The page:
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president-elect to reconsider his appointments, calling into question the lack of diversity of those picks. >> when it comes to washington, d.c., it is time to drain the damn swamp. >> it was a rally crowd favorite in the last days of the campaign. president-elect donald trump's promise to get rid of washington insiders, but as he staffs his white house and top cabinet positions, many of the president-elect's picks are part of the so-called political establishment and so far they're also all white men. and some of the choices are receiving major resistance. >> this is someone who ran a campaign on hatred and bigotry who has since he has been elected chosen some of the most dangerous people possible to staff his white house with. >> the most recent pick, alabama senator jeff sessions. if confirmed, sessions will serve as attorney general. in 1986, the then u.s.
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attorney's nomination to a federal judgeship was defeated over claims he made racially charged remarks about blacks and referred to a white lawyer as a race traitor. >> i am not a racist. i am not insensitive to blacks. i supported civil rights activity in my state. i have done my job with integrity, equality and fairness for all. >> the former prosecutor has opposed immigration reform as well as bipartisan proposals to cut mandatory minimum prison sentences. sessions has been accused of calling civil rights groups unamerican and communist inspired, criticizing the voting rights act and its impact on southern states. he once said he was fine with the kkk until he found out they smoked pot. sessions later dismissed that remark as a joke. kansas representative mike pompeo has been tapped to be the next cia director. he will also need senate confirmation. elected to congress in 2010, pompeo was a tea party favorite and one of the lead republicans
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investigating the 2012 benghazi attack. he was a sharp critic of hillary clinton's leadership as secretary of state. the third-term congressman has been accused of being anti-muslim. during his run for congress in 2010, he personally apologized after his campaign tweeted a link to a blog that referred to his indian-american rival as a turban topper and president obama as an evil muslim communist usurper. he called the posting a mistake. president-elect trump has turned to michael flynn, an outspoken critic of president obama and was forced out of the pentagon's top intelligence job in 2014 for his combative style. flynn has tweeted a series of statements calling fear of muslims rational and in august he compared islam to cancer. >> islam is a political ideology. it is a political ideology. it definitely hides behind this notion of it being a religion.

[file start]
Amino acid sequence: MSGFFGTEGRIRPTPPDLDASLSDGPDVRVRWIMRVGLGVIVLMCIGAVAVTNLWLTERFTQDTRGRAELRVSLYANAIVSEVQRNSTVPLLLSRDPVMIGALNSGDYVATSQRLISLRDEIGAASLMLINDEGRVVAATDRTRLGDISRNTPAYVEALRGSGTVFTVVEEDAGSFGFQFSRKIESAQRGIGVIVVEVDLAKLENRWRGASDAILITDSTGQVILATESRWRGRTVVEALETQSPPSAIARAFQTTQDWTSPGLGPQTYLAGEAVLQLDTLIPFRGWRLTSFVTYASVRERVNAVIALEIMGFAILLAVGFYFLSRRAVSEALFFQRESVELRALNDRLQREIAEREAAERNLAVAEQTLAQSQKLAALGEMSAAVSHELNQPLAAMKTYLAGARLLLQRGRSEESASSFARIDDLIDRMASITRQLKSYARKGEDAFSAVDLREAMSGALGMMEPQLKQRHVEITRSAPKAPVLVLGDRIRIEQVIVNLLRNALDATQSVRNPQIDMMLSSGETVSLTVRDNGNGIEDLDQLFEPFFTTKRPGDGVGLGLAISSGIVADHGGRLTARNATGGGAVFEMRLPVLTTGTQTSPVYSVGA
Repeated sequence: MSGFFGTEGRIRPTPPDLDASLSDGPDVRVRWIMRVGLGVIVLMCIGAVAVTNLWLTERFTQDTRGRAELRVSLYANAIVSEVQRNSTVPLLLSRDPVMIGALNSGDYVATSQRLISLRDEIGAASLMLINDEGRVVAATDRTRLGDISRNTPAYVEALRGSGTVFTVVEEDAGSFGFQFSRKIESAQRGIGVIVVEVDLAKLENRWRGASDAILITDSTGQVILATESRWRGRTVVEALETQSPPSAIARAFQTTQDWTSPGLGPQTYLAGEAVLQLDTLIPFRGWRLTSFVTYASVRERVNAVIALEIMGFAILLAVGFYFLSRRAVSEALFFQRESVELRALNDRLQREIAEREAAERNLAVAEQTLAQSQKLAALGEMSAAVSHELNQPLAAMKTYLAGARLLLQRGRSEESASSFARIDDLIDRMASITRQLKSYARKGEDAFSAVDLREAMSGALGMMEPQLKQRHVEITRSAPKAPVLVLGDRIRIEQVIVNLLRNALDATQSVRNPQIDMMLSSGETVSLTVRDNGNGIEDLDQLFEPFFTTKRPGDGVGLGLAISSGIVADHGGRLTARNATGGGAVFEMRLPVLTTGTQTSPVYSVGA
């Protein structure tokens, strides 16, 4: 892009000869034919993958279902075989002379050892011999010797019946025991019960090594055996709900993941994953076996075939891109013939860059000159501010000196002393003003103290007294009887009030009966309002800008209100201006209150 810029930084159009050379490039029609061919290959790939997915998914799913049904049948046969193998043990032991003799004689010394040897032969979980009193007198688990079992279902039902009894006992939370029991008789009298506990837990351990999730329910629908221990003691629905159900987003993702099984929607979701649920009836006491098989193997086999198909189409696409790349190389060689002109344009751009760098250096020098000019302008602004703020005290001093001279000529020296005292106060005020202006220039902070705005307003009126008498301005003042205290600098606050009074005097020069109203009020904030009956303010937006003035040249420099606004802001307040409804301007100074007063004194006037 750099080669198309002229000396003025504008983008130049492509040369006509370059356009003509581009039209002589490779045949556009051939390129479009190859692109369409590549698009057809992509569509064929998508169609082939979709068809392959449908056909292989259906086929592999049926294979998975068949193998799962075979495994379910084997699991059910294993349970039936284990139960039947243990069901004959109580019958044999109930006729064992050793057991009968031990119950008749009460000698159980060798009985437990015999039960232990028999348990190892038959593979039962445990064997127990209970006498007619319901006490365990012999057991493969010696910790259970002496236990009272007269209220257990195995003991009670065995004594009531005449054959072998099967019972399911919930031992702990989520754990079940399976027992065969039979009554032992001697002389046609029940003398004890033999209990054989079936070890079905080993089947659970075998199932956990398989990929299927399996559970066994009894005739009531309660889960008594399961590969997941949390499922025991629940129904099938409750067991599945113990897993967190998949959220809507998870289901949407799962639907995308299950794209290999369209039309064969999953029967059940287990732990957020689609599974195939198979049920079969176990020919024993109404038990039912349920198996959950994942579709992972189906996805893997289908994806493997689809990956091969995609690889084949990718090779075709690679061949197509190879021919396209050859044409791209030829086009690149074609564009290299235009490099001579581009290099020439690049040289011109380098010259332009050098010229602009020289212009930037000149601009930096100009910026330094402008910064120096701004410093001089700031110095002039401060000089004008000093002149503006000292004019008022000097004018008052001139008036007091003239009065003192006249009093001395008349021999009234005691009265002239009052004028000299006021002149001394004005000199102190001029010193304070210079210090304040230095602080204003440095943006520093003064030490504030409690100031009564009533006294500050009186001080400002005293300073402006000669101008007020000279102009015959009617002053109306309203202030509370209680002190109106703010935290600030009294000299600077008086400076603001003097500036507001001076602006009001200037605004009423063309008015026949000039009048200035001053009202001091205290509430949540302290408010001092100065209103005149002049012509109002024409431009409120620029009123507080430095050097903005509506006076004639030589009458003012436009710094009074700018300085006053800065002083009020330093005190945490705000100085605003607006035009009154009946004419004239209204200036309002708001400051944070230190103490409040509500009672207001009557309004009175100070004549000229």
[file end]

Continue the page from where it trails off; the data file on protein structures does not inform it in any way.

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i don't see a lot of people screaming jesus christ with hatchets or machetes or rifles shooting up clubs or hatcheting -- literally axing families on a train. so it's like cancer and it's like a malignant cancer in this case. it has me taft sized. >> and then there's steve bannon. he spent seven years in the u.s. navy, was an investment banker for goldman sachs and was a hollywood investor. he's made it his mission to take down the republican party establishment. >> what we need is to [ bleep ] slap the republican party and get those guys heading to. >> hes is the former chairman of breitbart news. the site has a history of inflammatory headlines like meltdown continues, wave of fake hate crimes sweeps social media and anti-democracy cry babies march my thousands nationwide.
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another reads bill kristol, republican spoiler, renegade jew. and this, birth control makes women unattractive and crazy. and finally the chairman of the republican national committee, reince priebus, who will be the president-elect's chief of staff. while he's a mainstream pick that many congressional republicans find encouraging, one tea party leader fears priebus will make it more difficult, not less, for president trump to achieve the change that people voted for. trump's spokesperson is defending jeff sessions and michael flynn. he said sessions filed a number of desegregation lawsuits in alabama, voted in favor of the 30-year extension of the civil rights act, voted to confirm eric holder as attorney general and spearheaded the effort to award the congressional gold medal to rosa parks. yesterday democrat senator joe manchin announced that he will support jeff sessions' nomination. and on general flynn, the spokesperson says flynn is widely regarded as one of the
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most respected generals and intelligence officers, also saying he has a deeper understanding of the military and intelligence apparatus than most people. we'll be right back. of the chevy silveradol fod to the aluminum bed of this competitor's truck. awesome. yeah! first, let's check out the aluminum bed of this truck. wooooow!! -holy moly. full on crack here. now let's check out the steel bed of the silverado. i'd expect more dents. no holes. you don't have to wait until black friday to make a strong decision. find your tag and get 20% cash back, or, get 0% financing for 72 months on select remaining 2016 silverado double cabs in stock. find new roads at your local chevy dealer.
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donald trump has a long list of prospectives for his cabinet and those high level posts he's going to be meeting with today, but we know that the trump team insiders tell "time" magazine that this transition is chaotic. i want to bring in philip elliott, washington correspondent for "time" magazine. philip, good morning to you. >> good morning, victor. >> let me start here with an excerpt from your article here. you write that trump's aides, who themselves were just coming to grips with the enormity of the task they faced, nearly all implored their boss to focus on the decidedly unsexy task of putting together a government instead. in the end, trump agreed, and in the process perhaps revealed the most important lesson of his